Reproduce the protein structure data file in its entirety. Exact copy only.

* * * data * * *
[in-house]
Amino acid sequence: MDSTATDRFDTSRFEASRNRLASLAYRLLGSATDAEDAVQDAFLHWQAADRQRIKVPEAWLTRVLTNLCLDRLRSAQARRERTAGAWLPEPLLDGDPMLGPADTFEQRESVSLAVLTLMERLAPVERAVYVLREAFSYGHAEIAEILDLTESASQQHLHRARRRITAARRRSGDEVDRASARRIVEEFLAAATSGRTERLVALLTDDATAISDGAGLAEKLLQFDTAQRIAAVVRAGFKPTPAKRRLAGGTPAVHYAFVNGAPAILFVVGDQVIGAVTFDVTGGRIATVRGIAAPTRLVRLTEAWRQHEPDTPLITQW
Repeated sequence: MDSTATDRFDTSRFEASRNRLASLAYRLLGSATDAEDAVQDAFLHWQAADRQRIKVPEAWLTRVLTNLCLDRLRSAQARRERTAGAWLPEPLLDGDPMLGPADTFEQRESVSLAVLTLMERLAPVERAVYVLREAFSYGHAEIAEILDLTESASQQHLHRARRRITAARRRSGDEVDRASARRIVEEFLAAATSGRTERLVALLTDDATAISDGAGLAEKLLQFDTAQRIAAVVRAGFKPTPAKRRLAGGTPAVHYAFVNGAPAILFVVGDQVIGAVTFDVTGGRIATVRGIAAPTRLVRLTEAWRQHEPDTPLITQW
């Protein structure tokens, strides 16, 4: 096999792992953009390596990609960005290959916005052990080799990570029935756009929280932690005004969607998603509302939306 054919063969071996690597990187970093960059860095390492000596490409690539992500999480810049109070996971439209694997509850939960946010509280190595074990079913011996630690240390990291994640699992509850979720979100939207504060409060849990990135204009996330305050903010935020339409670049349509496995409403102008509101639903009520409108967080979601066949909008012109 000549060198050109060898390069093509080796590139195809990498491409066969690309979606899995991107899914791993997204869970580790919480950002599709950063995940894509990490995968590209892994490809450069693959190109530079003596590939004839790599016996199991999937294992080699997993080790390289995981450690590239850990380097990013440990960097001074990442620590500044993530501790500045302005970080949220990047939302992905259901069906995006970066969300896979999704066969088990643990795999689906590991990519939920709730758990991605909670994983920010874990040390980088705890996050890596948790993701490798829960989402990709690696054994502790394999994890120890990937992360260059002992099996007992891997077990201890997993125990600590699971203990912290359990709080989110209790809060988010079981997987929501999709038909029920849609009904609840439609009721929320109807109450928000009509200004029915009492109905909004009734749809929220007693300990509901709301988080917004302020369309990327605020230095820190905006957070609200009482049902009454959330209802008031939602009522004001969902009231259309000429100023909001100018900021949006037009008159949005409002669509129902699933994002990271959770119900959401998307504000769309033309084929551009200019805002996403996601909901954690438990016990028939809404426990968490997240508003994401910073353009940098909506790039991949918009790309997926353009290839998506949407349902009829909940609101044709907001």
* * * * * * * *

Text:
[in-house]
Amino acid sequence: MDSTATDRFDTSRFEASRNRLASLAYRLLGSATDAEDAVQDAFLHWQAADRQRIKVPEAWLTRVLTNLCLDRLRSAQARRERTAGAWLPEPLLDGDPMLGPADTFEQRESVSLAVLTLMERLAPVERAVYVLREAFSYGHAEIAEILDLTESASQQHLHRARRRITAARRRSGDEVDRASARRIVEEFLAAATSGRTERLVALLTDDATAISDGAGLAEKLLQFDTAQRIAAVVRAGFKPTPAKRRLAGGTPAVHYAFVNGAPAILFVVGDQVIGAVTFDVTGGRIATVRGIAAPTRLVRLTEAWRQHEPDTPLITQW
Repeated sequence: MDSTATDRFDTSRFEASRNRLASLAYRLLGSATDAEDAVQDAFLHWQAADRQRIKVPEAWLTRVLTNLCLDRLRSAQARRERTAGAWLPEPLLDGDPMLGPADTFEQRESVSLAVLTLMERLAPVERAVYVLREAFSYGHAEIAEILDLTESASQQHLHRARRRITAARRRSGDEVDRASARRIVEEFLAAATSGRTERLVALLTDDATAISDGAGLAEKLLQFDTAQRIAAVVRAGFKPTPAKRRLAGGTPAVHYAFVNGAPAILFVVGDQVIGAVTFDVTGGRIATVRGIAAPTRLVRLTEAWRQHEPDTPLITQW
């Protein structure tokens, strides 16, 4: 096999792992953009390596990609960005290959916005052990080799990570029935756009929280932690005004969607998603509302939306 054919063969071996690597990187970093960059860095390492000596490409690539992500999480810049109070996971439209694997509850939960946010509280190595074990079913011996630690240390990291994640699992509850979720979100939207504060409060849990990135204009996330305050903010935020339409670049349509496995409403102008509101639903009520409108967080979601066949909008012109 000549060198050109060898390069093509080796590139195809990498491409066969690309979606899995991107899914791993997204869970580790919480950002599709950063995940894509990490995968590209892994490809450069693959190109530079003596590939004839790599016996199991999937294992080699997993080790390289995981450690590239850990380097990013440990960097001074990442620590500044993530501790500045302005970080949220990047939302992905259901069906995006970066969300896979999704066969088990643990795999689906590991990519939920709730758990991605909670994983920010874990040390980088705890996050890596948790993701490798829960989402990709690696054994502790394999994890120890990937992360260059002992099996007992891997077990201890997993125990600590699971203990912290359990709080989110209790809060988010079981997987929501999709038909029920849609009904609840439609009721929320109807109450928000009509200004029915009492109905909004009734749809929220007693300990509901709301988080917004302020369309990327605020230095820190905006957070609200009482049902009454959330209802008031939602009522004001969902009231259309000429100023909001100018900021949006037009008159949005409002669509129902699933994002990271959770119900959401998307504000769309033309084929551009200019805002996403996601909901954690438990016990028939809404426990968490997240508003994401910073353009940098909506790039991949918009790309997926353009290839998506949407349902009829909940609101044709907001």